|Publication number||US5784575 A|
|Application number||US 08/685,128|
|Publication date||Jul 21, 1998|
|Filing date||Jul 24, 1996|
|Priority date||Jul 24, 1996|
|Publication number||08685128, 685128, US 5784575 A, US 5784575A, US-A-5784575, US5784575 A, US5784575A|
|Inventors||Steven F. Oakland, Bijit T. Patel, Patrick E. Perry|
|Original Assignee||International Business Machines Corporation|
|Export Citation||BiBTeX, EndNote, RefMan|
|Patent Citations (17), Referenced by (4), Classifications (8), Legal Events (5)|
|External Links: USPTO, USPTO Assignment, Espacenet|
1. Technical Field
This invention relates to integrated circuit chips, and more particularly, to tristate driver circuits.
2. Background Art
Tristate driver circuits are formed on integrated circuit chips for driving bus lines and signal lines located off of the chip. Because it is not unusual to have bus lines that multiple chips need to drive, it is critical to prevent driver contention on these signal lines. The usual means to prevent contention, is to make sure that there is at least one cycle of "tristate," where no device drives the line, before a new chip can start driving it. Tristate, or stand-by mode, is an output condition wherein the tristate driver circuit causes a no-signal, high impedance state to be generated at its output terminal. When a particular device is not driving the bus, it will place its driver circuits in the tristate or high output impedance mode so as not to affect the usage of the bus by another data processing unit.
In addition to setting an output signal line to tristate mode, it is often required that the output be returned to an inactive or deasserted state before the bus can be tristated. In newer computer system designs, such as the peripheral control interface (PCI) bus architecture, sustained tristate signals (STS) are specified such that a given driver, prior to relinquishing control of the bus, must first return the bus to an inactive or deasserted state (either a low or high level, depending on the design), and then must go into a high impedance state (tristate). Because this sequencing now requires two cycles before the next driver can assume control of the bus, it means that present designs take two clock cycles to switch from one chip driving the bus to another, one cycle to drive the bus inactive or deasserted and one cycle of tristate to prevent contention. In applications where such transfers of control are frequent, the two cycle penalty is undesirable.
In addition, there are also timing reasons why it is desirable to always leave a tristate driver output in a known state before going tristate. Generally, the delay through the tristate pin is longer than the delay through the data pin, and often one of the transition delays is a little longer than the other. If the bus is always left so that when it comes out of tristate it will only have to make the faster transition, the penalty for the longer tristate pin delay may be eliminated. In addition, on a mixed three volt and five volt bus, additional penalties may be incurred by a three-volt chip if the bus is left at five volts because several additional nanoseconds will be required to pull the bus down to the three volt level. Thus, if the five volt chip always leaves the bus low, the three volt chip never has to pay that delay penalty.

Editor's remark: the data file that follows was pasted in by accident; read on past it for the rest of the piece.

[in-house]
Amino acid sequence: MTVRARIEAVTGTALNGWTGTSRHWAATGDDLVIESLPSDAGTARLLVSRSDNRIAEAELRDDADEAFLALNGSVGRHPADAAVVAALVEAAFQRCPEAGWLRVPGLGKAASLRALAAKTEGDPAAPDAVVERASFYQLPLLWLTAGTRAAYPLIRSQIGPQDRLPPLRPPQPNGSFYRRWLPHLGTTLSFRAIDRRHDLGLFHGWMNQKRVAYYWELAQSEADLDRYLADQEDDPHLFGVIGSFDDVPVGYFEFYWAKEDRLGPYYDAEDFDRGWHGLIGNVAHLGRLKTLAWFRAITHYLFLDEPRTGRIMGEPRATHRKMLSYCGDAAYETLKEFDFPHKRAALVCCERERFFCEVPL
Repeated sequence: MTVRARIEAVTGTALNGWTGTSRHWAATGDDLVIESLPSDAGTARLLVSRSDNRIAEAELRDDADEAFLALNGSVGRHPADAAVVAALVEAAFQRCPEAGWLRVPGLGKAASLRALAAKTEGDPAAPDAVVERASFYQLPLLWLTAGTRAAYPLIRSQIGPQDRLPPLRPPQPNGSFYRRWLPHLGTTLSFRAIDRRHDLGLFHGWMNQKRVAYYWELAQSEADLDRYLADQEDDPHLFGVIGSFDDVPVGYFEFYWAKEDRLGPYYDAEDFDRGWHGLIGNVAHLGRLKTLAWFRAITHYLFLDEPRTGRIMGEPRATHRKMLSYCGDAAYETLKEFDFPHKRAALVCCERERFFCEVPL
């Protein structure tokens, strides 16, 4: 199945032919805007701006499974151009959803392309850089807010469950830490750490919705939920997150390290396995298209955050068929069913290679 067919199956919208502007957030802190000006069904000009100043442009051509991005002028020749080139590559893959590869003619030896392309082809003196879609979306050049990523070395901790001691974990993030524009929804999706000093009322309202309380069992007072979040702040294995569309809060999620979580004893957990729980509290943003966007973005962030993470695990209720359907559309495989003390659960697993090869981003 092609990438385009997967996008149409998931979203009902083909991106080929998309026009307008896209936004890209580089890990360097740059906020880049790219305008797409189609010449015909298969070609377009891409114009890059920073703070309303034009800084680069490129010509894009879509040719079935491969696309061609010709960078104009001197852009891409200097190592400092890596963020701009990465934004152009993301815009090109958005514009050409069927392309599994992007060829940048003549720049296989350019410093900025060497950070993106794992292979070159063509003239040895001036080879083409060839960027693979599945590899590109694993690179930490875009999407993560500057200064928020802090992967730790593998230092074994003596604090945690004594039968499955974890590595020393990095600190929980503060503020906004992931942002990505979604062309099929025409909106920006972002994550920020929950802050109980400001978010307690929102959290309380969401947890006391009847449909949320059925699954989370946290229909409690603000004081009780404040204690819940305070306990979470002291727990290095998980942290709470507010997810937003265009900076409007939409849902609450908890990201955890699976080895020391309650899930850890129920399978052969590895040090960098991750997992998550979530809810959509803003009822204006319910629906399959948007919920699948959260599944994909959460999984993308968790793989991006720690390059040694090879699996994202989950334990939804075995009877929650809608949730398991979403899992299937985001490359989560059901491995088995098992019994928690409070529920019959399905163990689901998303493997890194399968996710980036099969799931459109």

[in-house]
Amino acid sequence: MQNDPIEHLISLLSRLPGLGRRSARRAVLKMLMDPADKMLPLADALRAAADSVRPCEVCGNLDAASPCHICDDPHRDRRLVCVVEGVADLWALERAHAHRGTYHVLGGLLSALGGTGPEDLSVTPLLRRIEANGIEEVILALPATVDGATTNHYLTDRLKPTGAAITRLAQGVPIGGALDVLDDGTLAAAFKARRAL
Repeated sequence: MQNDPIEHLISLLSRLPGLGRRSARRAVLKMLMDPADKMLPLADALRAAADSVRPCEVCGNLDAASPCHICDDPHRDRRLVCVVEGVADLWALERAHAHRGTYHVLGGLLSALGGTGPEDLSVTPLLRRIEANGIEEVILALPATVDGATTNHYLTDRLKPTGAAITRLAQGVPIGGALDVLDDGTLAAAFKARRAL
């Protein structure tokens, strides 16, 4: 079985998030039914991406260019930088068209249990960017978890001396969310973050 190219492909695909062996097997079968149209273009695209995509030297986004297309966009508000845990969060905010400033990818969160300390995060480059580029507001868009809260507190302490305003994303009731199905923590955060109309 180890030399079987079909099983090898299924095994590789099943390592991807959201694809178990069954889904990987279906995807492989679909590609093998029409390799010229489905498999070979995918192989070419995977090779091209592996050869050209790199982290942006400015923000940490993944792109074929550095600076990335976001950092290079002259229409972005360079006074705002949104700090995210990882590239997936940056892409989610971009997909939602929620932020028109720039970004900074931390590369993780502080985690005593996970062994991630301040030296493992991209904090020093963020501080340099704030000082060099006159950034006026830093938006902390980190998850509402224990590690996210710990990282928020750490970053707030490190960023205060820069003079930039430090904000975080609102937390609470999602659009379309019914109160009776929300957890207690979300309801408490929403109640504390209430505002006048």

Because of these and other limitations, an improved tristate driver circuit is required that overcomes the aforementioned problems.
The present invention provides an improved tristate driver circuit that will drive the output to a predetermined level before going tristate, all in one clock cycle. The invention includes means for monitoring an enable signal, means for producing a pulse (having a duration shorter than one clock cycle) immediately following a transition in the enable signal and an output driver means 1) for switching the output line to a predetermined deasserted state (e.g., 0 volts) during the duration of the pulse and 2) for switching to a tristate before an end of the clock cycle.
In a preferred embodiment, the means for creating a pulse includes a delay component along with other logical circuitry. The pulse may be a logical 1 or 0 that is generated for a duration suitable for driving the output of a tristate driver to a deasserted state. In addition to the standard driver components, the present driver means includes a "park" input line for receiving the pulse just after a transition in the enable signal occurs. In a preferred mode of operation, a pulse will only be generated when the enable signal transitions from a logical 1 to a logical 0 (or vice versa).
In accordance with the above, it is an advantage of the present invention to provide a tristate driver circuit capable of placing the driver output in a deasserted state and then in a tristate mode all within one clock cycle of a transition in an enable signal.
In accordance with the above, it is a further advantage of the present invention to eliminate pulldown resistors in order to drive a tristate driver circuit to a deasserted state.
In accordance with the above, it is a further advantage of the present invention to avoid driver contention for nets that multiple chips need to drive.
The foregoing and other objects, features and advantages of the invention will be apparent from the following more particular description of Preferred Embodiments of the Invention, as illustrated in the accompanying drawings.
The preferred exemplary embodiment of the present invention will hereinafter be described in conjunction with the appended drawings, where like designations denote like elements and:
FIG. 1 depicts a circuit for generating an enable and inverted enable output signal from an enable input signal.
FIG. 2 depicts a typical tristate driver circuit.
FIG. 3 depicts a circuit for generating an enable signal, an inverted enable signal and a park (pulse) signal from an enable input signal in accordance with a first preferred embodiment of the present invention.
FIG. 4 depicts a tristate driver circuit in accordance with a first preferred embodiment of the present invention.
FIG. 5 depicts a circuit for generating an enable signal, an inverted enable signal and a park (pulse) signal from an enable input signal in accordance with a second preferred embodiment of the present invention.
FIG. 6 depicts a tristate driver circuit in accordance with a second preferred embodiment of the present invention.
Referring now to the drawings, FIGS. 1 and 2 depict logic devices that make up a typical tristate driver circuit. FIG. 1 depicts a means 10 for monitoring an enable signal 12 and then generating an enable signal 14 and an inverted enable signal 16. FIG. 2 depicts a tristate driver 20 that reads in enable signal 14 and inverted enable signal 16, along with data 18 and reproduces data 18 at output 22 while enable signal 14 is a logical 1. The output driver 20 utilizes a PFET and NFET to allow a predetermined voltage (VDD) signal to be outputted when data 18 is a logical 1 and a ground (GND) signal to be outputted when data 18 is a logical 0. However, when enable signal 14 is switched to a logical 0, output 22 is placed in a tristate mode and no data 18 passes to output 22.